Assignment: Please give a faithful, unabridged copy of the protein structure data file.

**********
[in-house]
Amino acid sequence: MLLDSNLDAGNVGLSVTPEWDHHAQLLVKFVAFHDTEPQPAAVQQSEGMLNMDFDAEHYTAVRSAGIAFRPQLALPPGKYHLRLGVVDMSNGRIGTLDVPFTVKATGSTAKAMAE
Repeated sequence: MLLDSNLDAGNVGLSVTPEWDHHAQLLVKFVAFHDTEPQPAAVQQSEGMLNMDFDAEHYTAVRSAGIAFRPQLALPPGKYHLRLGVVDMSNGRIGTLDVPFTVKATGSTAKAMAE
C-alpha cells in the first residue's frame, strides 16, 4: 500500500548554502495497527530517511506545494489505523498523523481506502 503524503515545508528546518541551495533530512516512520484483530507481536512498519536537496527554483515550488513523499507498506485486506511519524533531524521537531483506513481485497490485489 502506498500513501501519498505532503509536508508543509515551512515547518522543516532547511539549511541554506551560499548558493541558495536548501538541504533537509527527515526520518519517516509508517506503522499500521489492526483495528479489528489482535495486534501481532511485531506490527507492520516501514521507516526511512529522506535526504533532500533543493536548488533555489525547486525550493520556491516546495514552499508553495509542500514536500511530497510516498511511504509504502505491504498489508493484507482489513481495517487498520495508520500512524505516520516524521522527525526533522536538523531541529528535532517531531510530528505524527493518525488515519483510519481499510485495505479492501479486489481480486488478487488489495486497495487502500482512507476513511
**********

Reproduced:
[in-house]
Amino acid sequence: MLLDSNLDAGNVGLSVTPEWDHHAQLLVKFVAFHDTEPQPAAVQQSEGMLNMDFDAEHYTAVRSAGIAFRPQLALPPGKYHLRLGVVDMSNGRIGTLDVPFTVKATGSTAKAMAE
Repeated sequence: MLLDSNLDAGNVGLSVTPEWDHHAQLLVKFVAFHDTEPQPAAVQQSEGMLNMDFDAEHYTAVRSAGIAFRPQLALPPGKYHLRLGVVDMSNGRIGTLDVPFTVKATGSTAKAMAE
C-alpha cells in the first residue's frame, strides 16, 4: 500500500548554502495497527530517511506545494489505523498523523481506502 503524503515545508528546518541551495533530512516512520484483530507481536512498519536537496527554483515550488513523499507498506485486506511519524533531524521537531483506513481485497490485489 502506498500513501501519498505532503509536508508543509515551512515547518522543516532547511539549511541554506551560499548558493541558495536548501538541504533537509527527515526520518519517516509508517506503522499500521489492526483495528479489528489482535495486534501481532511485531506490527507492520516501514521507516526511512529522506535526504533532500533543493536548488533555489525547486525550493520556491516546495514552499508553495509542500514536500511530497510516498511511504509504502505491504498489508493484507482489513481495517487498520495508520500512524505516520516524521522527525526533522536538523531541529528535532517531531510530528505524527493518525488515519483510519481499510485495505479492501479486489481480486488478487488489495486497495487502500482512507476513511